Sanitizing mushrooms - NOT!

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I just got done writing up the recipe for my Wee Shroomy for the book. Basically a wee heavy with chanterelle mushrooms added to it. After trying various methods of dealing with the mushrooms, the one definite thing I've decided is that I hate the "soak them in vodka and then add the vodka" method. It adds an undesirable heat to the beer. I simply chop and freeze the mushrooms before adding them. Many people, though, seem to be deathly afraid of not soaking additions in vodka, to the point of not even trying anything else.

Cascade Brewers Society Iron Brewer 2013

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Our club had its annual Iron Brewer competition last Saturday. In case you've never seen Iron Chef, the TV show that inspired the event, teams of brewers arrive at the brewing location, set up their equipment and are given secret ingredients to use in a batch of beer which they have 5 hours to brew. The ingredients don't have to dominate the beer, but they do have to make a noticeable contribution to the beer. We had six teams of 2 brewers this year. Each team was given a selection of crystal malts (20, 60, and Special B) and a quart of pomegranate juice to use.

Brewing Again!

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My job has a very unstructured schedule. Sometimes it's a day of work here and there, sometimes it's 2 weeks straight followed by a week or 2 off. I'm heading into a 10 day stretch of no work and looking forward to getting my brew on for the first time in a while! I'm planning on getting in at least 2 batches of relatively low alcohol, but (hopefully) flavorful beers. Both will be experiments because I haven't brewed either recipe before. One will be a low alcohol Belgian style beer, made with W3787 Westmalle yeast and some beautiful Hallertauer pellets I picked up.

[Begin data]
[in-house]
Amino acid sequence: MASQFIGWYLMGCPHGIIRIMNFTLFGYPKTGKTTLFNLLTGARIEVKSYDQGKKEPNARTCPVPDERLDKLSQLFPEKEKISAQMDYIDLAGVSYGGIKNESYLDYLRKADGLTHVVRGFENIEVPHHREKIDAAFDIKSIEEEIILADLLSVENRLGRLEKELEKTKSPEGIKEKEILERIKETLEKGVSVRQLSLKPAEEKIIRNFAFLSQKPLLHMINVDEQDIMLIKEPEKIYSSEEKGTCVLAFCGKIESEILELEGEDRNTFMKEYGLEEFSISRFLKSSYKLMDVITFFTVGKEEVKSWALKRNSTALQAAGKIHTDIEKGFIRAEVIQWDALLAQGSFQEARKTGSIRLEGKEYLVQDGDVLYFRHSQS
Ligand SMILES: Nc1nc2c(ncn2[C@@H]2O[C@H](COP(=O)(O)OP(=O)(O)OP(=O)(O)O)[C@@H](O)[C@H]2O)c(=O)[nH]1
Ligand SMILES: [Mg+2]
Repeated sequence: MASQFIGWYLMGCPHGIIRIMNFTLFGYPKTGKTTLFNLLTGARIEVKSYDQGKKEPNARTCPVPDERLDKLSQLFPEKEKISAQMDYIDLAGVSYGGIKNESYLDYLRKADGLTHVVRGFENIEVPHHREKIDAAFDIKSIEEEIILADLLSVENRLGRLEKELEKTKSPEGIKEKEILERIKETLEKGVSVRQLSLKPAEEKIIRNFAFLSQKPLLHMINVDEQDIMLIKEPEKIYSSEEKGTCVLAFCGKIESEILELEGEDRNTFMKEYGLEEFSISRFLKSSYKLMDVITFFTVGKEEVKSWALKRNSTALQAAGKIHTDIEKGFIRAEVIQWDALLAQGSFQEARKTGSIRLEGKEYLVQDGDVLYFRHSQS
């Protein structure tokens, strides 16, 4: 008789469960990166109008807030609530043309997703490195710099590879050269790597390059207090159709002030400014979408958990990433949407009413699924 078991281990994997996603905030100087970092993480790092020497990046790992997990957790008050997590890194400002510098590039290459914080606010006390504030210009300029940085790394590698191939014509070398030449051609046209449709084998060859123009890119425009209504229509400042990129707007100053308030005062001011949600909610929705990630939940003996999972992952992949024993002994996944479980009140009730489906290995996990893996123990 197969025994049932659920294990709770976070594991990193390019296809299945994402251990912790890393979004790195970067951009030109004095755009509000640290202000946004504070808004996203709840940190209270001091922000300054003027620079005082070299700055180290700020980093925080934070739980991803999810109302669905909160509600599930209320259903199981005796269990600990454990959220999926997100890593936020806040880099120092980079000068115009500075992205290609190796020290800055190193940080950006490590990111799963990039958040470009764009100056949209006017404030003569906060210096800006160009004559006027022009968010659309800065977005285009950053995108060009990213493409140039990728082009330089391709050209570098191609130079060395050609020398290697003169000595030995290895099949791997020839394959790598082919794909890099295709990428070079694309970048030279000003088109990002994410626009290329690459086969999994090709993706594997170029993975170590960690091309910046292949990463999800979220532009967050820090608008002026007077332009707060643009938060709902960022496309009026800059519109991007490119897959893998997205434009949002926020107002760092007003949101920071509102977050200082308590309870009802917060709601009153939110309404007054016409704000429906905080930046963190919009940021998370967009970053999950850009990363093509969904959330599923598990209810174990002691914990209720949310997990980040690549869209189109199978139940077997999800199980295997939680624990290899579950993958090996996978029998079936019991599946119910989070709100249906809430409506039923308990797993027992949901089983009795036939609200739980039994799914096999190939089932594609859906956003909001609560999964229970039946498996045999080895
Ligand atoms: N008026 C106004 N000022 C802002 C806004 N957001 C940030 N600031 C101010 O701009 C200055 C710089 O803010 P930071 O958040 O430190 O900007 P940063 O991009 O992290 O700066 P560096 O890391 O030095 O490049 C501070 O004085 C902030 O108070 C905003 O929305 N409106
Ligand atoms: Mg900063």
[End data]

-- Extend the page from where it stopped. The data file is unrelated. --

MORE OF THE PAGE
A Day in the Life of a Writer

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think think think think write research research think think think get up walk around pet the cat play ball with the dog think think think write research go to work wish you had a beer

Sounds exotic, huh?

So, today I'm thinking about what types of suggestions for experiments to include in the book. The posts you've been making help a lot in knowing what you're interested in. That's a hint!

Preconception and Perception

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One of my biggest points in evaluating your experiments is knowing how to not fool yourself by letting what you think you know interfere with what you're trying to find out. Listening to an old podcast of America's Test Kitchen on my drive home last night, I learned about wine tastings conducted by Frederic Brochet. In a nutshell, in one tasting he served 2 glasses of the same white wine, only one was dyed red. Tasters proceeded to describe definite differences between the wines.


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Rather than thank everyone individually for every post in the forums, I wanted to just give everybody an overall thanks for your contributions. We're off to a great start and we've got a long way to go, but every post is valuable to us and hopefully it will be to other homebrewers.